Glacier mass decreasing across Arctic but at different rates, says study

The Mendenhall Glacier in Juneau, Alaska is pictured here in February 2021. The glacier is one of many worldwide which are retreating. (Becky Bohrer/AP/via The Canadian Press)

Glacier mass is decreasing worldwide with an average total loss of 267 billion tonnes of mass per year, says a new study. 

The period looked at was between 2000 and 2019. The loss of glacier mass during this period also accounted for 21 per cent of the observed sea-level rise, the authors said.

The study, “Accelerated global glacier mass loss in the early twenty-first century” was published in the journal Nature on Wednesday.

Glacier mass loss has been accelerating by about 50 billion tonnes annually each decade since 2000, the study found. 

Differentiation across Arctic

When it came to the circumpolar North in the period studied, it was one of the areas where regional variability was picked up.

About 50 per cent of worldwide glacier mass loss was in North America, the authors said.

Glaciers in Alaska, and those found along Canada’s border with Alaska, accounted for 25 per cent.

Glaciers in Canada’s eastern Arctic accounted for 21 per cent of the loss. Glaciers in B.C., Alberta and the Lower 48 in the U.S. accounted for a further three per cent.

Iceland's glaciers 2000-2019

An animated graphic showing the thinning of Iceland’s glaciers between 2000 and 2019

(Hugonnet et al. (2021), Nature)

Meanwhile, in some other areas of the North, glacier thinning was slowing down.

“One interesting things that we see in the last 20 years is the trend may be set by an increase in temperature, but we do pick up regional variability and how glaciers are responding to shorter-term climate and weather phenomena over the course of a given decade,” said Brian Menounos, a co-author of the study from the University of Northern British Columbia, in a phone interview. 

“In the Arctic region in general, we see that in the last ten years there’s this pattern that we refer to as the North Atlantic anomaly, that is with glaciers on the eastern fringe of Greenland, Iceland and Scandinavia we see the rates of mass loss or thinning have actually slowed down.”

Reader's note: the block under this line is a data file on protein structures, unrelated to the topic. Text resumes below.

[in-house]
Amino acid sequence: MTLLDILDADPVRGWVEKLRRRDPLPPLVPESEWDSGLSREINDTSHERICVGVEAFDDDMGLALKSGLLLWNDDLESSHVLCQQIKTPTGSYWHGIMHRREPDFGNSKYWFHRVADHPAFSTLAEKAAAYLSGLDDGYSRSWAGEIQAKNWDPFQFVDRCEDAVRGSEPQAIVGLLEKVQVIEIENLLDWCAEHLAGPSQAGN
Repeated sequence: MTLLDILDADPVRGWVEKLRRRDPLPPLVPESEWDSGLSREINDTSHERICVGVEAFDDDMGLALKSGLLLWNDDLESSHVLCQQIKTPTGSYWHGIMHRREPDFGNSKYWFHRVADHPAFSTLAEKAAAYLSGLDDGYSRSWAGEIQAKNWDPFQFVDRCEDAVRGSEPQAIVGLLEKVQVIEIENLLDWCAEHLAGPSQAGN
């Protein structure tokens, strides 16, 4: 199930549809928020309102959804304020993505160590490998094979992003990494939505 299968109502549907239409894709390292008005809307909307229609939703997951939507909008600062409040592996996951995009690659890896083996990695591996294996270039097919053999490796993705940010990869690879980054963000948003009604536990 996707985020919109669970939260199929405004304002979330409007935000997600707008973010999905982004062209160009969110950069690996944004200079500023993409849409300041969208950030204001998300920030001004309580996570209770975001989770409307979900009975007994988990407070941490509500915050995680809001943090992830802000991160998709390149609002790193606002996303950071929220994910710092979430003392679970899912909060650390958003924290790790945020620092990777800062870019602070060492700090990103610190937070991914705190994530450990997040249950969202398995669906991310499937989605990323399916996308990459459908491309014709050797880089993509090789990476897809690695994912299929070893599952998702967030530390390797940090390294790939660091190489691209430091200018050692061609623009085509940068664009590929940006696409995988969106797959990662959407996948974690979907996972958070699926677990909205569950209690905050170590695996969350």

Glaciers in Arctic Russia also aren’t losing mass at the same rate as in northern North America.

“We know those glaciers [in Arctic Russia] are situated at fairly high latitudes,” Menounos said. “When you look at the magnitude of the melt from those glaciers it’s not as strong as their counterparts to the west. But that’s not to say that the magnitude of the melt from Arctic Russia won’t increase. We know it will under future climate change and once you get to that point, you’re getting a substantial amount of ice in that part of the world starting to contribute as well.”

Supercomputer images
Klinaklini Glacier and the Ha-Iltzuk Icefield, British Columbia as imaged by NASA’s ASTER sensor on 21 Sept, 2000. (Courtesy University of Northern British Columbia)

To do the study, the researchers used satellite and aerial imagery to look at 217,175  glaciers around the world to estimate the mass loss.

A supercomputer, co-funded by the University of Northern British Columbia and the Hakai Institute, a Canadian scientific research institution, also located in British Columbia, created digital elevation models from over 440,000 images.

“The UNBC and Hakai Institute computer facilities allowed us to generate time series of surface elevation, essentially time-varying topographies, at 100-metre resolution for about one-half of a billion individual locations over Earth’s glaciers and their surroundings,” Romain Hugonnet said in a news release. Hugonnet is the study’s lead author and is with the University of Toulouse in France and ETH Zurich, a Swiss university.